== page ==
This week in Chilean literature

The English translation of Isabel Allende’s Maya’s Notebook has finally been released, and here are a few reviews:

From the Huffington Post:

From Booklist:

From the Seattle Times:

Ok, that’s enough for now.  And The New Yorker has a story in its April 22 edition, “Mexican Manifesto,” by the prolific Robert Bolaño. Once again, this blogger wonders whether the Chilean writer really did die in Barcelona a decade ago and might not be in hiding and continuing to produce fiction:

Some news items

On Cuba:

Cuba this week condemned the attack on the Boston marathon, with Cuban Foreign Ministry spokeswoman Josefina Vidal expressing “the most heartfelt condolences of the people and government of Cuba to the people and government of the United States, particularly those directly affected by this tragedy.”

For anyone bemused by reports of a scientific study supposedly showing health benefits Cubans enjoyed during their country’s  “special period,” the hardship years following the collapse of the Soviet Union, here’s a link to the original article in the British Medical Journal:

And the Washington Post has a fascinating profile of Ana Belen Montes, the U.S. Defense Department analyst who was recruited by Cuban intelligence and is currently serving a 20-year sentence for espionage:

and on Chile:

The Economist has an interesting piece on the recent impeachment of Chile’s education minister, Harald Beyer, describing him as an apolitical “educational nerd” who also acted as an independent advisor Socialist President Michelle Bachelet.  The article notes that while he cut the interest rate students pay on their educational loans from 6% to 2% and made more money available for low-income students it was not enough to satisfy more radical reformers.

The Financial Times blog Beyond Brics reports on a controversy over Chile’s inflation statistics:

The Associated Press reports on the rescue of 97 crew members from a burning Chinese fishing boat near Chile’s Bernardo O’Higgins research base in Antarctica.  The Chilean navy has sent a tugboat to haul away the Chinese craft and prevent an oil spill.

UPI has a piece on the return of Huemel deer, an endangered species featured on the Chilean coat of arms, to their natural habitat in Patagonia:

Neruda update

Poet Pablo Neruda was buried alongside his wife Matilde Urrutia at their coastal home in Isla Negra.

Poet Pablo Neruda was buried alongside his wife Matilde Urrutia at their coastal home in Isla Negra.

Pablo Neruda’s bone samples will be sent to a laboratory at the University of North Carolina for toxin testing, giving investigators a better chance of determining whether the Nobel laureate was poisoned in his hospital room nearly 40 years ago (see earlier posts  and A team of Chilean and foreign forensics specialists are already examining Neruda’s remains and are expected to issue a preliminary report on their findings April 22. Judge Mario Carroza, the Chilean prosecutor in charge of the investigation, told Radio Cooperativa that Neruda’s casket cannot be returned to the grave site until he receives the forensics reports.  Rodolfo Reyes, a lawyer and the late poet’s nephew, said the Neruda family wants investigators to “take all the time in the world so that no doubt remains.”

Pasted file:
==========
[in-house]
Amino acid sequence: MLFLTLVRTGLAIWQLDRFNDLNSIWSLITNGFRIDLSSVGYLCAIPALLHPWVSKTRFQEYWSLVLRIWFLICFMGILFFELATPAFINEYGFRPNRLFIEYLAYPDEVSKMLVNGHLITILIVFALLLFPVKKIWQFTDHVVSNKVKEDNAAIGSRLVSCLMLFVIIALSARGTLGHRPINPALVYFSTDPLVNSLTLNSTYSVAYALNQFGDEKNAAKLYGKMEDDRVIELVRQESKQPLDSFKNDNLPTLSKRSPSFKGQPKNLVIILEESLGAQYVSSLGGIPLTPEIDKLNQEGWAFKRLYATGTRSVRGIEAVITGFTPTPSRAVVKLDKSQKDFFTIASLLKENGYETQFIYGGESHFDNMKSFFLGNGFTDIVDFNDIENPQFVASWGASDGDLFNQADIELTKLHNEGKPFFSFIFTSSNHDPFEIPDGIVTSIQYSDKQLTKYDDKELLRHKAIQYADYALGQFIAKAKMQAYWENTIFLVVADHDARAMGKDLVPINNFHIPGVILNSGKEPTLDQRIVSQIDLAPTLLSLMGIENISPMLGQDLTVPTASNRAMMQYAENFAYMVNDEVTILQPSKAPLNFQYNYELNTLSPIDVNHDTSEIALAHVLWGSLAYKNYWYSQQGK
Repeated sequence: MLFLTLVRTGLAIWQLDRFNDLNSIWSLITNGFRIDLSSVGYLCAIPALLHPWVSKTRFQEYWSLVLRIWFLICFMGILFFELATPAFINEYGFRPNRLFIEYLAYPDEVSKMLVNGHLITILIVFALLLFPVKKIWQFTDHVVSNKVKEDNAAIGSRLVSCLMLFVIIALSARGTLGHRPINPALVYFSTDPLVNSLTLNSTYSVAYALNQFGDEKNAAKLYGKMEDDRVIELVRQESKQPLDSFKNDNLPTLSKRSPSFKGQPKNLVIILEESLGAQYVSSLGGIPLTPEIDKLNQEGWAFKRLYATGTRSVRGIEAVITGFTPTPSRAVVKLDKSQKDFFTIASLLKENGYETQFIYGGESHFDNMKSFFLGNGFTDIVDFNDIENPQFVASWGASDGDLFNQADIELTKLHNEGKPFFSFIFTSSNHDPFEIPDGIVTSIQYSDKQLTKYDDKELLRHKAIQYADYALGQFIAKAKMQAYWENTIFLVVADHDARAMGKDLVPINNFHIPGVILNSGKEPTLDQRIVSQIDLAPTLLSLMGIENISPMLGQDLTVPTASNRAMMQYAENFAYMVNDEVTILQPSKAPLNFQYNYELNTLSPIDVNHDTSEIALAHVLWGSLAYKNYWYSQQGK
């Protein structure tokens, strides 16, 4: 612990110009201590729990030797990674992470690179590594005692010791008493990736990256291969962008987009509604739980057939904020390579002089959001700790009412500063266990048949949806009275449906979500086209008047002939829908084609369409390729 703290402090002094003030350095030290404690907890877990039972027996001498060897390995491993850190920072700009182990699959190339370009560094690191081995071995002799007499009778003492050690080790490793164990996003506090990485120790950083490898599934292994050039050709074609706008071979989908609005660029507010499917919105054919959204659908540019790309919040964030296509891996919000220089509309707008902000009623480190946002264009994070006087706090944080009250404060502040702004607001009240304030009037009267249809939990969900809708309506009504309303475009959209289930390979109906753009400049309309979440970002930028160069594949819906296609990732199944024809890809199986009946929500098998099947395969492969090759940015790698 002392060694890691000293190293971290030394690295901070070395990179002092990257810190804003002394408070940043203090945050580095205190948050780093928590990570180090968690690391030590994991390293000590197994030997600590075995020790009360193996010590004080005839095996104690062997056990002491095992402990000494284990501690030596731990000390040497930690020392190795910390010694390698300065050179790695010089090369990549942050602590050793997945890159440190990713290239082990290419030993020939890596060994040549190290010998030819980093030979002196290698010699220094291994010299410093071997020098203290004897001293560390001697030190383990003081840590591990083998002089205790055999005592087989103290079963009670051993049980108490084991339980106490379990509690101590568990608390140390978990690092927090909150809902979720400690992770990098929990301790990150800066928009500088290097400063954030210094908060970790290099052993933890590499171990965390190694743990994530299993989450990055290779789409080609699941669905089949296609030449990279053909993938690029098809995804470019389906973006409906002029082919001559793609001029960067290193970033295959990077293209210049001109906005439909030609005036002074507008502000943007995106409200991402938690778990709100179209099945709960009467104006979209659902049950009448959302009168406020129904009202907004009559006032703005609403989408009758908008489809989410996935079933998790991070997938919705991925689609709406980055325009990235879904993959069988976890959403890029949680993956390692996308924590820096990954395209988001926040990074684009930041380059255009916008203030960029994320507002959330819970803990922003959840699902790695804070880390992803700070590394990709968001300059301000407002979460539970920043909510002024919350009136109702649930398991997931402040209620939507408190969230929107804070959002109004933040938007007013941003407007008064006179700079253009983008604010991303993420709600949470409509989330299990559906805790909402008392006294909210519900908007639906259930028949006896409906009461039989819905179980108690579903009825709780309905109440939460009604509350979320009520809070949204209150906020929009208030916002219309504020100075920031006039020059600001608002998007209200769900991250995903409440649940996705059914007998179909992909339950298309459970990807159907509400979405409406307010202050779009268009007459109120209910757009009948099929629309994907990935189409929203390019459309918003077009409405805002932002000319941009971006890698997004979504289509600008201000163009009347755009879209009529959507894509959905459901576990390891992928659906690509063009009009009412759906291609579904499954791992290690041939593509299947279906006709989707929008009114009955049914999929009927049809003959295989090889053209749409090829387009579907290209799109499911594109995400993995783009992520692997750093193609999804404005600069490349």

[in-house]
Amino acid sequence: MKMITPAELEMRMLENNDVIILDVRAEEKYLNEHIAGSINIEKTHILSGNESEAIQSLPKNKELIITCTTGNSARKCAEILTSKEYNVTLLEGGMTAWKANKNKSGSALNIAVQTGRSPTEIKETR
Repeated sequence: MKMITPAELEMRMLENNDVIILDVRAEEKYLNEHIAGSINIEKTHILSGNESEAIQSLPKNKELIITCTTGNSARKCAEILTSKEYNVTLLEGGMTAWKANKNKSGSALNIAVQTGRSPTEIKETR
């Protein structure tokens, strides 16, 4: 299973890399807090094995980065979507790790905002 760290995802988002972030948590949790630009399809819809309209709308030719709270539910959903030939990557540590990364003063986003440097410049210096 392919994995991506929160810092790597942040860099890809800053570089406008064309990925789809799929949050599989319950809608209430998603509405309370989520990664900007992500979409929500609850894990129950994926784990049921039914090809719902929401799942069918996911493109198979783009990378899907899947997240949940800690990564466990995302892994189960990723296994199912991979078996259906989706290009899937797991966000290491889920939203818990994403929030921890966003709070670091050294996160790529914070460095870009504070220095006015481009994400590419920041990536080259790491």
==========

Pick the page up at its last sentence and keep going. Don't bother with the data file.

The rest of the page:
On a more pleasant note, here’s a link to the Fundacion Neruda web page on Isla Negra, where the poet is buried:


On Pinochet and the Iron Lady

A Reuters photo of Thatcher and Pinochet at a reception in Santiago in March, 1994.

A Reuters photo of Thatcher and Pinochet at a reception in Santiago in March, 1994.

The Fundación Presidente Pinochet has taken out full page advertisements in El Mercurio, Chile’s largest newspaper, expressing its condolences over the death of Margaret Thatcher, saying the former British Prime Minister “had defended Chile’s jurisdictional sovereignty during very difficult moments in our recent history.” This refers to Thatcher’s public defense of Pinochet during his detention in London from October 1998 to March of 2000, when she called him Britain’s “friend and ally” and claimed he had “brought democracy to Chile.”

Jon Lee Anderson of The New Yorker interviewed Pinochet in London shortly before his arrest and has a blog post about the Chilean dictator and the Iron Lady, noting that Britain lifted its arms embargo against Chile the year after she took office and that the Chilean military helped Britain with intelligence on Argentina during the Falklands War

“Thereafter, the relationship became downright cozy, so much so that the Pinochets and his family began making an annual private pilgrimage to London. During those visits, they and the Thatchers got together for meals and drams of whiskey. In 1998, when I was writing a Profile of Pinochet for The New Yorker, Pinochet’s daughter Lucia described Mrs. Thatcher in reverential terms, but confided that the Prime Minister’s husband, Dennis Thatcher, was something of an embarrassment, and habitually got drunk at their get-togethers.”

La Segunda has a story on Thatcher’s visit to Chile in 1994, including an incident in which she fainted while giving a speech to local business leaders.  The article reports that Thatcher had just praised Chile for defeating socialism and instituting free market economic policies when her speech slowed and she fell forward against the podium.